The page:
Even after insolvency, the trust funds will continue to receive income from payroll taxes and income taxes on benefits that will allow some benefits to be paid. The trustees project that, under their intermediate assumptions, tax income would be sufficient to cover about 79% of scheduled benefits following insolvency of the combined trust funds in 2034, declining to 74% in 2092.34

Trust Fund Ratio

To put the trust fund balance in context, analysts commonly consider the trust fund ratio: the balance in the trust funds at the beginning of a year divided by projected expenditures for that year. The trust fund ratio thus represents the proportion of a year's cost that could be paid solely with the reserves at the beginning of the year. The ratio for the combined trust funds peaked at 358% in 2008 (Figure 2). The combined trust fund ratio declined to 299% in 2017 and is continuing to fall. By definition, the ratio will reach zero when the trust funds become depleted.

Figure 2. Actual and Projected Trust Fund Ratios, by Trust Fund, 2000-2040

(trust fund assets at the beginning of the year as a share of annual expenditures)

Source: CRS, based on The Board of Trustees, Federal Old-Age and Survivors Insurance and Federal Disability Insurance Trust Funds, The 2018 Annual Report of the Board of Trustees of the Federal Old-Age and Survivors Insurance and Federal Disability Insurance Trust Funds., June 5, 2018, Table IV.B4 (Supplemental Single-Year Table), https://www.ssa.gov/oact/tr/2018/index.html (hereinafter "2018 Social Security Trustees Report").

Notes: OASI = Old-Age and Survivors Insurance. DI = Disability Insurance. OASDI = Old-Age, Survivors, and Disability Insurance. Projections are based on the trustees' 2018 intermediate assumptions.

Legal Background on Trust Fund Insolvency

The Antideficiency Act

The Social Security Act specifies that benefit payments shall be made only from the trust funds (i.e., only from their accumulated bond holdings).35 Another law, the Antideficiency Act, prohibits government spending in excess of available funds.36 Consequently, if the Social Security trust funds become insolvent—that is, if current tax receipts and accumulated assets are not sufficient to pay the benefits to which people are entitled—the law effectively prohibits full Social Security benefits from being paid on time.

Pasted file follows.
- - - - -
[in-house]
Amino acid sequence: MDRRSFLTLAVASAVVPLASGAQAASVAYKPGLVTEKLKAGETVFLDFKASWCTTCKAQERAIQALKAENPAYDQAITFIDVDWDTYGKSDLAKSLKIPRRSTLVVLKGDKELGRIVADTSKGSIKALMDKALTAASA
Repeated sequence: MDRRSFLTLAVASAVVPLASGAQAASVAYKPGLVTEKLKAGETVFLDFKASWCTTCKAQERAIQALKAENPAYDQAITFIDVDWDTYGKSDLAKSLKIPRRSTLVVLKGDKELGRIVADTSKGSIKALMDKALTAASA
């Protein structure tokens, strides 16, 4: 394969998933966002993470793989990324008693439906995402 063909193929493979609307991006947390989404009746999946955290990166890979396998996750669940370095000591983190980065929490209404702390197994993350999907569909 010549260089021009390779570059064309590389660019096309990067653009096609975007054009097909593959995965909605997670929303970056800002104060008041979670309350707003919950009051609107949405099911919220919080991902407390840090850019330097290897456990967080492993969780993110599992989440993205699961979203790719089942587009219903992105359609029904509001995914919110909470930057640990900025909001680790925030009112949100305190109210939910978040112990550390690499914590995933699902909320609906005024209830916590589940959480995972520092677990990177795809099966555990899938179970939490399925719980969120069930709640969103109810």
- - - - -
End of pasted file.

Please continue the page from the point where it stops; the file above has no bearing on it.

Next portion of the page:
Legal Entitlement to Social Security Benefits

The Social Security Act states that every individual who meets program eligibility requirements is entitled to benefits.37 Social Security is an entitlement program, which means that the federal government is legally obligated to pay Social Security benefits to all those who are eligible for them as set forth in the statute.38 If the federal government fails to pay the benefits stipulated by law, beneficiaries could take legal action. Insolvency would not relieve the government of its obligation to provide benefits.

What Happens to Benefits in the Case of Insolvency?

The Antideficiency Act prohibits government agencies from paying for benefits, goods, or services beyond the limit authorized in law for such payments. The authorized limit in law for Social Security benefits is the balance of the trust fund. The Social Security Act does not stipulate what would happen to benefit payments if the trust funds ran out. As a result, either full benefit checks may be paid on a delayed schedule or reduced benefits would be paid on time.39 In either case, total payable benefits would be lower than scheduled benefits.

To see how a delay could affect beneficiaries, consider the current Social Security benefit payment schedule, shown in Table 1. (This schedule may be changed at the discretion of the Commissioner of Social Security.)40

Table 1. Current Social Security Benefit Payment Schedule